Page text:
Wednesday, October 19, 2011

Two Shepherds

There are a couple of stories I've been meaning to make mention of. The first fits rather nicely into the theme of yesterday's posting on the continuity and rupture debate ongoing in Italian circles with regard to the Second Vatican Council and was something I picked up on WDTPRS, which in turn came via Rorate Caeli; namely a talk given on October 4th in Los Angeles by the Prefect of the Congregation for Clergy, His Eminence Mauro Card. Piacenza.

Speaking to the seminarians he commented:

You will probably be the first generation that will correctly interpret the Second Vatican Council, not according to the “spirit” of the Council, which has brought so much disorientation to the Church, but according to what the conciliar event really said in its texts to the Church and to the world.

A Vatican II different from that which produced the texts we have in our possession today does not exist! It is in those texts that we find the will of God for his Church and is against these that it must be measured, in company with two thousand years of Tradition and Christian life.

Renewal is always necessary for the Church, because the conversion of her members, poor sinners, is always necessary! But there cannot be, nor could there be, a pre-Conciliar Church and a post-Conciliar Church! If this could be so, the second one – ours – would be historically and theologically illegitimate!

There is only one Church of Christ, of which you are part, that goes from Our Lord to the Apostles, from the Blessed Virgin Mary to the Fathers and the Doctors of the Church, from the Middle Ages to the Renaissance, from Romanesque to Gothic to Baroque, and thus until our days, uninterruptedly, without any solution of continuity, ever!

And all that because the Church is the Body of Christ, it is the unity of His Person that is given unto us, her members!

You, most dear Seminarians, will be priests in the same Church of Saint Augustine, of Saint Ambrose, of Saint Thomas Aquinas, of Saint Charles Borromeo, of Saint John Mary Vianney, of Saint John Bosco, of Saint Pius X, up to Saint Padre Pio, Saint Josemaría Escrivá and Blessed John Paul II. You will be priests of the same Church that has been made up of so many holy Priests who, throughout the centuries, have rendered the face of Christ, Lord of the world, luminous, beautiful, radiant, and, therefore, easily recognizable.

You can read more over there, or look at the entire address in original Italian here. (If anyone wishes to translate the entire address into English, by all means do so.)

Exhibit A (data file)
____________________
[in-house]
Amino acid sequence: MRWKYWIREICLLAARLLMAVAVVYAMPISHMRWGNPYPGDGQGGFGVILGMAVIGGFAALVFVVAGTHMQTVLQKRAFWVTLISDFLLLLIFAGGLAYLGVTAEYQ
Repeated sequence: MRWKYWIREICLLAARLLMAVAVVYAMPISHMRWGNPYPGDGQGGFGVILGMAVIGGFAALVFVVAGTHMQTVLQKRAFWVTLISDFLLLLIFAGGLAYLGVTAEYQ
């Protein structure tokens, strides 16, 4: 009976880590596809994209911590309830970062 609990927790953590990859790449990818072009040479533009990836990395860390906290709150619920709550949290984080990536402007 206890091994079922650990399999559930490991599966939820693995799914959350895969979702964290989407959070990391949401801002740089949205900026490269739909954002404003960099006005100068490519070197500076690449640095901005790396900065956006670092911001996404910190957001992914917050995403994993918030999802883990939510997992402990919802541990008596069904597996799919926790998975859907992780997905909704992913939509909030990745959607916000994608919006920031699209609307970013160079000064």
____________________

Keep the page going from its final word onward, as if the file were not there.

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The second item I wished to share was one which one of our readers brought to my attention last week, and which appeared on the blog of Fr. John Boyle, Caritas in Veritate, which looks at some statements made by Bishop Alexander Sample at a Convocation of Priests in the Diocese of Marquette. In that talk, Bishop Sample spoke about his vision or program for the New Evangelisation and, quite aptly, the sacred liturgy played a key role.

Fr. Boyle gives a few insights:

Bishop Sample suggested that the new English translation of the Mass was an opportune time for the Church, for us, to set about the work of renewal and reform of the Sacred Liturgy, and that this is central to the work of the New Evangelisation.

The bishop placed himself clearly in the camp of Pope Benedict who spoke of the need for a reform of the reform long before becoming Pope. Some might say that the bishop just wants to take us back to the way things were before? The fact that he celebrates the Extraordinary Form of the Mass at the Cathedral every month has apparently created some waves. And the positioning of the Crucifix on the altar facing the celebrant has also provoked some comment. But there could be nothing further from the truth. Pope Benedict allowed a greater flourishing of the Extraordinary Form so that it would stand side by side with the Novus Ordo, that both forms might enrich one another.

It is a good time to take a step back and to examine: what has been good, what has been lost, what can we recover. "I'm following, I'm listening to Benedict XVI. I trust that the Holy Spirit guides our shepherd" Bishop Sample said.

Go on over to Fr. Boyle's blog to read the rest.

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